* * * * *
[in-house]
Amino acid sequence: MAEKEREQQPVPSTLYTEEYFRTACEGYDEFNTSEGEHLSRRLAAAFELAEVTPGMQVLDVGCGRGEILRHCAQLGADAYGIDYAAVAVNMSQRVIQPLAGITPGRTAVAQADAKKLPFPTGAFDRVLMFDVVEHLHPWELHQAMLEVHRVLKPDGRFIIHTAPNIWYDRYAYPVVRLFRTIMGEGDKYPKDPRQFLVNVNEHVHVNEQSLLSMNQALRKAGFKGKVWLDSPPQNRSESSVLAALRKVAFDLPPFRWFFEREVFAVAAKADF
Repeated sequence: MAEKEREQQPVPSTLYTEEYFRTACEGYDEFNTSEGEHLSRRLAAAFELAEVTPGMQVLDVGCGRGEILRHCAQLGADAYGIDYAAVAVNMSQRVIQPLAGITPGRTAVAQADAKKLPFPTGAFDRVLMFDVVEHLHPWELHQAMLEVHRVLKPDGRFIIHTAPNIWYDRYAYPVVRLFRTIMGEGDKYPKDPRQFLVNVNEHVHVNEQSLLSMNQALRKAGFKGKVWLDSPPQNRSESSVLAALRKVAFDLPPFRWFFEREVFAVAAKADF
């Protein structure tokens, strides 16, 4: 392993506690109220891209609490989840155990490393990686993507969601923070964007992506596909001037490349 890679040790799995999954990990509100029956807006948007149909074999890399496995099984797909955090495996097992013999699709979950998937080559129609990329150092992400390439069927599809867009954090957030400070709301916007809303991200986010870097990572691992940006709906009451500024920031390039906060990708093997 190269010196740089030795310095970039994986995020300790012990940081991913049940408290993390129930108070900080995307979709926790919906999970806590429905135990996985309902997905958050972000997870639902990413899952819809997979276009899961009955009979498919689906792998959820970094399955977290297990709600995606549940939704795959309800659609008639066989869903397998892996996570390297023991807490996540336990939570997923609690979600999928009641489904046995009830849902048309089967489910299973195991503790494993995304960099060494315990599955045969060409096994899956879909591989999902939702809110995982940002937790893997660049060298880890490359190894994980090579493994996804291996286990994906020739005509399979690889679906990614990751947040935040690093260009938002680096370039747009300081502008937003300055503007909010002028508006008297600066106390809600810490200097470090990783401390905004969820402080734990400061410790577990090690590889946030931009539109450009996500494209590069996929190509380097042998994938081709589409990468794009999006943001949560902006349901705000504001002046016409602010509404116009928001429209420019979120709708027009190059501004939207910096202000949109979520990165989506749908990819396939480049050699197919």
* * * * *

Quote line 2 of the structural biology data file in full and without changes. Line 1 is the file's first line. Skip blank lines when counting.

Amino acid sequence: MAEKEREQQPVPSTLYTEEYFRTACEGYDEFNTSEGEHLSRRLAAAFELAEVTPGMQVLDVGCGRGEILRHCAQLGADAYGIDYAAVAVNMSQRVIQPLAGITPGRTAVAQADAKKLPFPTGAFDRVLMFDVVEHLHPWELHQAMLEVHRVLKPDGRFIIHTAPNIWYDRYAYPVVRLFRTIMGEGDKYPKDPRQFLVNVNEHVHVNEQSLLSMNQALRKAGFKGKVWLDSPPQNRSESSVLAALRKVAFDLPPFRWFFEREVFAVAAKADF